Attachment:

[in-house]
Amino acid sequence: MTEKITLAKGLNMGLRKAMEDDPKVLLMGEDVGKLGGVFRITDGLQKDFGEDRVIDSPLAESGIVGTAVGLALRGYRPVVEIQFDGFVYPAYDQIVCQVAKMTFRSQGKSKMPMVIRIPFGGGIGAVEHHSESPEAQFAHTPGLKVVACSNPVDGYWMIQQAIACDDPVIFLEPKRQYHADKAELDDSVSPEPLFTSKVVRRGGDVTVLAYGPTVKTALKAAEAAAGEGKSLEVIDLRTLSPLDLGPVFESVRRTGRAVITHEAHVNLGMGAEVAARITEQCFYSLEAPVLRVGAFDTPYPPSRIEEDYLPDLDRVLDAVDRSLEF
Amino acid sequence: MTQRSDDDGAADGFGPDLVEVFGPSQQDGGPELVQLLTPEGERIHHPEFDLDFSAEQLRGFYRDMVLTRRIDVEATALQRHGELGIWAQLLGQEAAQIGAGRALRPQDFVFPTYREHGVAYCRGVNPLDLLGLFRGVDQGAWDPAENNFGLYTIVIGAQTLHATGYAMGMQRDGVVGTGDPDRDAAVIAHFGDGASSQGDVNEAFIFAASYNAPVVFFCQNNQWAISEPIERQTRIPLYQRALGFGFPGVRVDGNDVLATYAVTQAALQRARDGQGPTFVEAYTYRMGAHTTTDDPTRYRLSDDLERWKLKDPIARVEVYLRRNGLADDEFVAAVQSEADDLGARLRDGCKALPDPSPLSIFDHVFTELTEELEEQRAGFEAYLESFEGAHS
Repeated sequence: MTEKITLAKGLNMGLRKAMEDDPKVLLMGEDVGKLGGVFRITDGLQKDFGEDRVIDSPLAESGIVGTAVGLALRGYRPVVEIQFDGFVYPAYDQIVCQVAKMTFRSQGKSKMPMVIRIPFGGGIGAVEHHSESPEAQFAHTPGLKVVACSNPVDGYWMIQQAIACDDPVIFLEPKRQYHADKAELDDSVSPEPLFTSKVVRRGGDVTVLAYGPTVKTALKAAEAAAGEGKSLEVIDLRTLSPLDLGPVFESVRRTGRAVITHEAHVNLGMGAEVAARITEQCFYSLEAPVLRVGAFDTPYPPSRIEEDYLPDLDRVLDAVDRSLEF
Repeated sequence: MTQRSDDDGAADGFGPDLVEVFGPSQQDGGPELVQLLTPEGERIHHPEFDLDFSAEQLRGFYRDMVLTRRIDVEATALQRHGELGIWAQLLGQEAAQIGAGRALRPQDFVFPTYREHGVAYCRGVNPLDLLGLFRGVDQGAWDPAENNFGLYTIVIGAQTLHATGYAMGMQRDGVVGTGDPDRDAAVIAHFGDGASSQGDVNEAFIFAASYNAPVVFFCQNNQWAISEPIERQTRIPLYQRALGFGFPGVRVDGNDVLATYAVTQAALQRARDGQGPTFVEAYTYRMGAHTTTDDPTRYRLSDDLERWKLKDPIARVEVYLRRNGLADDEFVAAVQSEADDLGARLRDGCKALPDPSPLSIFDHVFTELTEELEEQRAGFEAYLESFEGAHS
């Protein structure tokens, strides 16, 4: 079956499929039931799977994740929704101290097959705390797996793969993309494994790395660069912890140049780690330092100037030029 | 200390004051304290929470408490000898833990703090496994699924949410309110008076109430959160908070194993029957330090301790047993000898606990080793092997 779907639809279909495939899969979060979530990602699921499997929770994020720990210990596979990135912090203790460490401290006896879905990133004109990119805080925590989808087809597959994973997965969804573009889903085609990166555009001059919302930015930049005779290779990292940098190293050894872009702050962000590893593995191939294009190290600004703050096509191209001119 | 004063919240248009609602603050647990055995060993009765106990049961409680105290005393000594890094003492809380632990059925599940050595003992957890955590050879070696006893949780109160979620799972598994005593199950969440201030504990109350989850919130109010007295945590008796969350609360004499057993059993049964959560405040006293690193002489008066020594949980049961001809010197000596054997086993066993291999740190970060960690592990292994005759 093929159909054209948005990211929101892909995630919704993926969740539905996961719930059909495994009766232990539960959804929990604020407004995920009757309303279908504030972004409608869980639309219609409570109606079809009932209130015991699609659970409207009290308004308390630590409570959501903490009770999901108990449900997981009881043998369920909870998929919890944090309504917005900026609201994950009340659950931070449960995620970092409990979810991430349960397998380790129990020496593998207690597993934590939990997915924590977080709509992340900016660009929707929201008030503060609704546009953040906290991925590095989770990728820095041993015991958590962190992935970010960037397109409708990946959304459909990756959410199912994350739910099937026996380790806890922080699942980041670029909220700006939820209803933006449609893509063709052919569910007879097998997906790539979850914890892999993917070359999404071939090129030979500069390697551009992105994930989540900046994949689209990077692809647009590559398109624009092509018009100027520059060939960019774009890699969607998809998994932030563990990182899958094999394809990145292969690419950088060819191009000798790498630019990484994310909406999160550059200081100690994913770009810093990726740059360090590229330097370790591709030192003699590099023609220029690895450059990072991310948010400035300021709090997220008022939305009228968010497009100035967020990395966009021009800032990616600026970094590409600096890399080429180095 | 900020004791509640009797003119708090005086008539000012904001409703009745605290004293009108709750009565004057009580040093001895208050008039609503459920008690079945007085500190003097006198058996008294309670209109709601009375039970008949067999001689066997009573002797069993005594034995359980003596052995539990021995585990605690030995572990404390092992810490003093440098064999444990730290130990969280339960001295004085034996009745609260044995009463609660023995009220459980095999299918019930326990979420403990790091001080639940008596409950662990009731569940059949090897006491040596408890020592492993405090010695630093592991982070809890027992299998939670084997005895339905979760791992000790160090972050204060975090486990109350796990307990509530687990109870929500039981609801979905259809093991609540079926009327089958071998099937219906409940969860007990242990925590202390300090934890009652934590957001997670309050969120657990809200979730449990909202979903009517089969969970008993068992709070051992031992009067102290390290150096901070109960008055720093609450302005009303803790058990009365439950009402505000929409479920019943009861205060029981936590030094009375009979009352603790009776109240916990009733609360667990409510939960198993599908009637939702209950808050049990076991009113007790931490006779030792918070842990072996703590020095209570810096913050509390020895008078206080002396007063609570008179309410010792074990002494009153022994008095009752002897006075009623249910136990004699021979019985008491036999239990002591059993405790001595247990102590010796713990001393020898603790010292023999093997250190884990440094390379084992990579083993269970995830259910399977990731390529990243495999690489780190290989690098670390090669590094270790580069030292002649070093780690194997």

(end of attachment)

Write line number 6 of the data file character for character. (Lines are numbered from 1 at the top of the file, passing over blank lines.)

């Protein structure tokens, strides 16, 4: 079956499929039931799977994740929704101290097959705390797996793969993309494994790395660069912890140049780690330092100037030029 | 200390004051304290929470408490000898833990703090496994699924949410309110008076109430959160908070194993029957330090301790047993000898606990080793092997 779907639809279909495939899969979060979530990602699921499997929770994020720990210990596979990135912090203790460490401290006896879905990133004109990119805080925590989808087809597959994973997965969804573009889903085609990166555009001059919302930015930049005779290779990292940098190293050894872009702050962000590893593995191939294009190290600004703050096509191209001119 | 004063919240248009609602603050647990055995060993009765106990049961409680105290005393000594890094003492809380632990059925599940050595003992957890955590050879070696006893949780109160979620799972598994005593199950969440201030504990109350989850919130109010007295945590008796969350609360004499057993059993049964959560405040006293690193002489008066020594949980049961001809010197000596054997086993066993291999740190970060960690592990292994005759 093929159909054209948005990211929101892909995630919704993926969740539905996961719930059909495994009766232990539960959804929990604020407004995920009757309303279908504030972004409608869980639309219609409570109606079809009932209130015991699609659970409207009290308004308390630590409570959501903490009770999901108990449900997981009881043998369920909870998929919890944090309504917005900026609201994950009340659950931070449960995620970092409990979810991430349960397998380790129990020496593998207690597993934590939990997915924590977080709509992340900016660009929707929201008030503060609704546009953040906290991925590095989770990728820095041993015991958590962190992935970010960037397109409708990946959304459909990756959410199912994350739910099937026996380790806890922080699942980041670029909220700006939820209803933006449609893509063709052919569910007879097998997906790539979850914890892999993917070359999404071939090129030979500069390697551009992105994930989540900046994949689209990077692809647009590559398109624009092509018009100027520059060939960019774009890699969607998809998994932030563990990182899958094999394809990145292969690419950088060819191009000798790498630019990484994310909406999160550059200081100690994913770009810093990726740059360090590229330097370790591709030192003699590099023609220029690895450059990072991310948010400035300021709090997220008022939305009228968010497009100035967020990395966009021009800032990616600026970094590409600096890399080429180095 | 900020004791509640009797003119708090005086008539000012904001409703009745605290004293009108709750009565004057009580040093001895208050008039609503459920008690079945007085500190003097006198058996008294309670209109709601009375039970008949067999001689066997009573002797069993005594034995359980003596052995539990021995585990605690030995572990404390092992810490003093440098064999444990730290130990969280339960001295004085034996009745609260044995009463609660023995009220459980095999299918019930326990979420403990790091001080639940008596409950662990009731569940059949090897006491040596408890020592492993405090010695630093592991982070809890027992299998939670084997005895339905979760791992000790160090972050204060975090486990109350796990307990509530687990109870929500039981609801979905259809093991609540079926009327089958071998099937219906409940969860007990242990925590202390300090934890009652934590957001997670309050969120657990809200979730449990909202979903009517089969969970008993068992709070051992031992009067102290390290150096901070109960008055720093609450302005009303803790058990009365439950009402505000929409479920019943009861205060029981936590030094009375009979009352603790009776109240916990009733609360667990409510939960198993599908009637939702209950808050049990076991009113007790931490006779030792918070842990072996703590020095209570810096913050509390020895008078206080002396007063609570008179309410010792074990002494009153022994008095009752002897006075009623249910136990004699021979019985008491036999239990002591059993405790001595247990102590010796713990001393020898603790010292023999093997250190884990440094390379084992990579083993269970995830259910399977990731390529990243495999690489780190290989690098670390090669590094270790580069030292002649070093780690194997």